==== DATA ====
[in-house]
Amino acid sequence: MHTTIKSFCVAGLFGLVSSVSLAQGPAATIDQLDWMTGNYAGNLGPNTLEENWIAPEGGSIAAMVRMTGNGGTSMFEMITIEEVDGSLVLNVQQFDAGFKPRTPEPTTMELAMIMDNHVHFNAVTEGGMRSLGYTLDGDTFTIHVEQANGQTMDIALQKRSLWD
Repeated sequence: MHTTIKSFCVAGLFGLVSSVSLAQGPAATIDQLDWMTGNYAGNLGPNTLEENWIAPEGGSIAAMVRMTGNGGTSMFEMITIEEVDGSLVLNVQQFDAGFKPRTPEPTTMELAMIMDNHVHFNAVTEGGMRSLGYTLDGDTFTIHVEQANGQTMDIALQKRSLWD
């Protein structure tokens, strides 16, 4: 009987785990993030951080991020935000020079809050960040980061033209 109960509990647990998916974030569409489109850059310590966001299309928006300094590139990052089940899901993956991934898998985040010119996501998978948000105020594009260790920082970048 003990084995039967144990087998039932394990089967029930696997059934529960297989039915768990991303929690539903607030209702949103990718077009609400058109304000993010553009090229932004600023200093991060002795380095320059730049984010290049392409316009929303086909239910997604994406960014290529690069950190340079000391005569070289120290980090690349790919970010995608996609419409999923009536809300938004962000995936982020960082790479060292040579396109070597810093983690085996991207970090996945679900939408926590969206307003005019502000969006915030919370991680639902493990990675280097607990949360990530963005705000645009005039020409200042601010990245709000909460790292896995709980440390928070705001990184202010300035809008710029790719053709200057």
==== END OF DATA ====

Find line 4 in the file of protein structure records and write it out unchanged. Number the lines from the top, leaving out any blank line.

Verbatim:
């Protein structure tokens, strides 16, 4: 009987785990993030951080991020935000020079809050960040980061033209 109960509990647990998916974030569409489109850059310590966001299309928006300094590139990052089940899901993956991934898998985040010119996501998978948000105020594009260790920082970048 003990084995039967144990087998039932394990089967029930696997059934529960297989039915768990991303929690539903607030209702949103990718077009609400058109304000993010553009090229932004600023200093991060002795380095320059730049984010290049392409316009929303086909239910997604994406960014290529690069950190340079000391005569070289120290980090690349790919970010995608996609419409999923009536809300938004962000995936982020960082790479060292040579396109070597810093983690085996991207970090996945679900939408926590969206307003005019502000969006915030919370991680639902493990990675280097607990949360990530963005705000645009005039020409200042601010990245709000909460790292896995709980440390928070705001990184202010300035809008710029790719053709200057």